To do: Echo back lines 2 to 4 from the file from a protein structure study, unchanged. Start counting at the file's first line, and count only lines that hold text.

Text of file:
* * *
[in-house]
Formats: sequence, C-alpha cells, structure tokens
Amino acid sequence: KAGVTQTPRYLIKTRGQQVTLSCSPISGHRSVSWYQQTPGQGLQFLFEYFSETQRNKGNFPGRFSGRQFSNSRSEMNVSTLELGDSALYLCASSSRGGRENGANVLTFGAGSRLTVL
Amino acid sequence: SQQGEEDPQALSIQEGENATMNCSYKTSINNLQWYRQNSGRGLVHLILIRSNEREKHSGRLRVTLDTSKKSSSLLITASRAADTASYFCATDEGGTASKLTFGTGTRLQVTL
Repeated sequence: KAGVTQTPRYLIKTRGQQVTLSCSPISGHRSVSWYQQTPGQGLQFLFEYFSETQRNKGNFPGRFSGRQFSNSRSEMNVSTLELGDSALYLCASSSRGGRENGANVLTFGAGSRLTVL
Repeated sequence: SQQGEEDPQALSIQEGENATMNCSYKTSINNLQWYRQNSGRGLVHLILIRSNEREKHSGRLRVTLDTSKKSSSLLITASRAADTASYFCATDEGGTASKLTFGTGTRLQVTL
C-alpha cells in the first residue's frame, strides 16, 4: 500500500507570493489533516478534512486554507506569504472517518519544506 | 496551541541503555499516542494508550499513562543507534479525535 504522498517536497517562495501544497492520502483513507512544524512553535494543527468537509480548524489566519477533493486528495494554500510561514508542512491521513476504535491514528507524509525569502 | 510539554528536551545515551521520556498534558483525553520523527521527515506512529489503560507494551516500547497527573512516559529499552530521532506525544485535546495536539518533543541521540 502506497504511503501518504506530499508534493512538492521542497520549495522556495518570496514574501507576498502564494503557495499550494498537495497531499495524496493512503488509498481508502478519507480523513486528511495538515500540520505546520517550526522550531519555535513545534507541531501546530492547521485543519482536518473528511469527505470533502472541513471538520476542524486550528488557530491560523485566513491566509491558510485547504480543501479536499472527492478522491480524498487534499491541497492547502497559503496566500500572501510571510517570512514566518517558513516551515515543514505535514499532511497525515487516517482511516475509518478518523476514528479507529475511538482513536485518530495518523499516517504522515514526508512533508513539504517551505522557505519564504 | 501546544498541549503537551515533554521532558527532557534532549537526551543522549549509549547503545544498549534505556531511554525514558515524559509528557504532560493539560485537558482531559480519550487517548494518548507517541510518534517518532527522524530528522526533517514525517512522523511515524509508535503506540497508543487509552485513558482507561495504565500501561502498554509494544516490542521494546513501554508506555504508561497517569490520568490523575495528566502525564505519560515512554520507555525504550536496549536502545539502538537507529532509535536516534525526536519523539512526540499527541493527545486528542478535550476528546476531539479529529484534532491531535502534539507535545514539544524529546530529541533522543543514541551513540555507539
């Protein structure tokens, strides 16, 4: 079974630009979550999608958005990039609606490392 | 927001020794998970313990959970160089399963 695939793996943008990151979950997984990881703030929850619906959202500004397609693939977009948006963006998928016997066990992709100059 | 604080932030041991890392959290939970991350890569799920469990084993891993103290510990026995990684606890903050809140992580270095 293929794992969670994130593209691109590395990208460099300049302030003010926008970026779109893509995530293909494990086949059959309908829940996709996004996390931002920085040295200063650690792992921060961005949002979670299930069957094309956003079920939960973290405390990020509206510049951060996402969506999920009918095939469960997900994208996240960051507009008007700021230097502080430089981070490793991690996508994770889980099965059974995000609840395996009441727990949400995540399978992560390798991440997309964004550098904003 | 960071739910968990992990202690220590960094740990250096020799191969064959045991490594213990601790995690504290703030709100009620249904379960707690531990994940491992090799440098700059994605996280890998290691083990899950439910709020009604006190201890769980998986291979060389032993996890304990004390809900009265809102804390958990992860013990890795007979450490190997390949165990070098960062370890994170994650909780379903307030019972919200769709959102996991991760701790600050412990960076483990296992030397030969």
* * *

Formats: sequence, C-alpha cells, structure tokens
Amino acid sequence: KAGVTQTPRYLIKTRGQQVTLSCSPISGHRSVSWYQQTPGQGLQFLFEYFSETQRNKGNFPGRFSGRQFSNSRSEMNVSTLELGDSALYLCASSSRGGRENGANVLTFGAGSRLTVL
Amino acid sequence: SQQGEEDPQALSIQEGENATMNCSYKTSINNLQWYRQNSGRGLVHLILIRSNEREKHSGRLRVTLDTSKKSSSLLITASRAADTASYFCATDEGGTASKLTFGTGTRLQVTL